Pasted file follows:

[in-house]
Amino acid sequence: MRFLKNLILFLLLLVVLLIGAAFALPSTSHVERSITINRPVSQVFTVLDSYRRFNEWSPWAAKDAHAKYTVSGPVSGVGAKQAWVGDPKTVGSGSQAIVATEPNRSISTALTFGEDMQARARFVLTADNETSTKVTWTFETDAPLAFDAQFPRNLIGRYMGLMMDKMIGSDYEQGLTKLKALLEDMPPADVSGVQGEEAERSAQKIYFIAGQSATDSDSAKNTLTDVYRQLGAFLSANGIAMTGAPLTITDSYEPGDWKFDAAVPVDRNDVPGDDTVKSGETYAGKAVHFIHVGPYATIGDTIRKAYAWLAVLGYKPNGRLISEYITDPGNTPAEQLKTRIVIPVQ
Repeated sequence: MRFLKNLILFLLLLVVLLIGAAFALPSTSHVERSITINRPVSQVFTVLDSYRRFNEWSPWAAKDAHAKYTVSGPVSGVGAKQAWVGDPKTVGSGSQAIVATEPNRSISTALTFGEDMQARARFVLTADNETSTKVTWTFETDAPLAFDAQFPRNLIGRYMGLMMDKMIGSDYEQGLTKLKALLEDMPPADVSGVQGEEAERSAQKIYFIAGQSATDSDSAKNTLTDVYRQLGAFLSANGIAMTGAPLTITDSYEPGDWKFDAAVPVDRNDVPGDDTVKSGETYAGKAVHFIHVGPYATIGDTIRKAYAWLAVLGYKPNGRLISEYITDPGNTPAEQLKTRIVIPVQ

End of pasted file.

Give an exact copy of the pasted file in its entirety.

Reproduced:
[in-house]
Amino acid sequence: MRFLKNLILFLLLLVVLLIGAAFALPSTSHVERSITINRPVSQVFTVLDSYRRFNEWSPWAAKDAHAKYTVSGPVSGVGAKQAWVGDPKTVGSGSQAIVATEPNRSISTALTFGEDMQARARFVLTADNETSTKVTWTFETDAPLAFDAQFPRNLIGRYMGLMMDKMIGSDYEQGLTKLKALLEDMPPADVSGVQGEEAERSAQKIYFIAGQSATDSDSAKNTLTDVYRQLGAFLSANGIAMTGAPLTITDSYEPGDWKFDAAVPVDRNDVPGDDTVKSGETYAGKAVHFIHVGPYATIGDTIRKAYAWLAVLGYKPNGRLISEYITDPGNTPAEQLKTRIVIPVQ
Repeated sequence: MRFLKNLILFLLLLVVLLIGAAFALPSTSHVERSITINRPVSQVFTVLDSYRRFNEWSPWAAKDAHAKYTVSGPVSGVGAKQAWVGDPKTVGSGSQAIVATEPNRSISTALTFGEDMQARARFVLTADNETSTKVTWTFETDAPLAFDAQFPRNLIGRYMGLMMDKMIGSDYEQGLTKLKALLEDMPPADVSGVQGEEAERSAQKIYFIAGQSATDSDSAKNTLTDVYRQLGAFLSANGIAMTGAPLTITDSYEPGDWKFDAAVPVDRNDVPGDDTVKSGETYAGKAVHFIHVGPYATIGDTIRKAYAWLAVLGYKPNGRLISEYITDPGNTPAEQLKTRIVIPVQ